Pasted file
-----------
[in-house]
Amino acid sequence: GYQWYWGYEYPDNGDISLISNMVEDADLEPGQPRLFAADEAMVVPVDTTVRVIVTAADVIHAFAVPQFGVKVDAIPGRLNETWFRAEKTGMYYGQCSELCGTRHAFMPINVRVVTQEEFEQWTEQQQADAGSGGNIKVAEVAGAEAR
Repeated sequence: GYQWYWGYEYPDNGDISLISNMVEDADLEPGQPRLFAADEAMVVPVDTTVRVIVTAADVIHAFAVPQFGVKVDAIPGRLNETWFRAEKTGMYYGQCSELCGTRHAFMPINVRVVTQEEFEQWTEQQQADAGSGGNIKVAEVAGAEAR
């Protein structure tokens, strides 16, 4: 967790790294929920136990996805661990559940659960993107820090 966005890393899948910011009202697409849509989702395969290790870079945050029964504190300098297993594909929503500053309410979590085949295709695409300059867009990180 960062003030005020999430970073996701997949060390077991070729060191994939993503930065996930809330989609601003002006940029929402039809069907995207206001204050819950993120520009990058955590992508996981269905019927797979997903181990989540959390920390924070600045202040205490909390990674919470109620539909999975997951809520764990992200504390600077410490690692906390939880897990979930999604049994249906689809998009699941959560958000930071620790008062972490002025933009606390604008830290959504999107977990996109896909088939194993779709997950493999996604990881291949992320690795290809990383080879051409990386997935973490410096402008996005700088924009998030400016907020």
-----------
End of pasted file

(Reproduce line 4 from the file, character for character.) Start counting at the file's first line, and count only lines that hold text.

């Protein structure tokens, strides 16, 4: 967790790294929920136990996805661990559940659960993107820090 966005890393899948910011009202697409849509989702395969290790870079945050029964504190300098297993594909929503500053309410979590085949295709695409300059867009990180 960062003030005020999430970073996701997949060390077991070729060191994939993503930065996930809330989609601003002006940029929402039809069907995207206001204050819950993120520009990058955590992508996981269905019927797979997903181990989540959390920390924070600045202040205490909390990674919470109620539909999975997951809520764990992200504390600077410490690692906390939880897990979930999604049994249906689809998009699941959560958000930071620790008062972490002025933009606390604008830290959504999107977990996109896909088939194993779709997950493999996604990881291949992320690795290809990383080879051409990386997935973490410096402008996005700088924009998030400016907020």